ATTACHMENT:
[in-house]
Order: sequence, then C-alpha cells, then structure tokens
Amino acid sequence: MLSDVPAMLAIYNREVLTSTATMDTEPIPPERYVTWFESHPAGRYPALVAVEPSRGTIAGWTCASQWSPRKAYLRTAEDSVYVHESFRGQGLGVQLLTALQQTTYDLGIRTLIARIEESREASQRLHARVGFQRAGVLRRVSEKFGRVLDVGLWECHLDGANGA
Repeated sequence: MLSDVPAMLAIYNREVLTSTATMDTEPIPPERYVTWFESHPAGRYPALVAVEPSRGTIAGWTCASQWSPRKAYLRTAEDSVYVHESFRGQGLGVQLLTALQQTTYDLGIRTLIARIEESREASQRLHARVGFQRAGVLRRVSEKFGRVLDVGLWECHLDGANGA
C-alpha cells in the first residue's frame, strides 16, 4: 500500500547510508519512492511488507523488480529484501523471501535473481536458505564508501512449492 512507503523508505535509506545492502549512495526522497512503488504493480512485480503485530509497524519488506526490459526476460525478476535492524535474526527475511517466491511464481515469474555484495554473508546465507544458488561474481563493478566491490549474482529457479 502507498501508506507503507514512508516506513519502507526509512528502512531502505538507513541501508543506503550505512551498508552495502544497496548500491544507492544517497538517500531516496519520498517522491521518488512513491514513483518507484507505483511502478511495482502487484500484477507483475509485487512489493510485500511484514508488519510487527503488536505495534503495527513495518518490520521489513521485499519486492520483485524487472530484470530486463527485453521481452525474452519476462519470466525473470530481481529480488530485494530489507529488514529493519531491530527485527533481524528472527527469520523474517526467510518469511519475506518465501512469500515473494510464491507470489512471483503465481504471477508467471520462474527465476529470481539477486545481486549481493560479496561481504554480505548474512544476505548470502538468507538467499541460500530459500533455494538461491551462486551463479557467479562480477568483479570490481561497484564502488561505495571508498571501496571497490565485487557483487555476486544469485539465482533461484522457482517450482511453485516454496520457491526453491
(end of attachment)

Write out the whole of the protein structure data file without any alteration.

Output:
[in-house]
Order: sequence, then C-alpha cells, then structure tokens
Amino acid sequence: MLSDVPAMLAIYNREVLTSTATMDTEPIPPERYVTWFESHPAGRYPALVAVEPSRGTIAGWTCASQWSPRKAYLRTAEDSVYVHESFRGQGLGVQLLTALQQTTYDLGIRTLIARIEESREASQRLHARVGFQRAGVLRRVSEKFGRVLDVGLWECHLDGANGA
Repeated sequence: MLSDVPAMLAIYNREVLTSTATMDTEPIPPERYVTWFESHPAGRYPALVAVEPSRGTIAGWTCASQWSPRKAYLRTAEDSVYVHESFRGQGLGVQLLTALQQTTYDLGIRTLIARIEESREASQRLHARVGFQRAGVLRRVSEKFGRVLDVGLWECHLDGANGA
C-alpha cells in the first residue's frame, strides 16, 4: 500500500547510508519512492511488507523488480529484501523471501535473481536458505564508501512449492 512507503523508505535509506545492502549512495526522497512503488504493480512485480503485530509497524519488506526490459526476460525478476535492524535474526527475511517466491511464481515469474555484495554473508546465507544458488561474481563493478566491490549474482529457479 502507498501508506507503507514512508516506513519502507526509512528502512531502505538507513541501508543506503550505512551498508552495502544497496548500491544507492544517497538517500531516496519520498517522491521518488512513491514513483518507484507505483511502478511495482502487484500484477507483475509485487512489493510485500511484514508488519510487527503488536505495534503495527513495518518490520521489513521485499519486492520483485524487472530484470530486463527485453521481452525474452519476462519470466525473470530481481529480488530485494530489507529488514529493519531491530527485527533481524528472527527469520523474517526467510518469511519475506518465501512469500515473494510464491507470489512471483503465481504471477508467471520462474527465476529470481539477486545481486549481493560479496561481504554480505548474512544476505548470502538468507538467499541460500530459500533455494538461491551462486551463479557467479562480477568483479570490481561497484564502488561505495571508498571501496571497490565485487557483487555476486544469485539465482533461484522457482517450482511453485516454496520457491526453491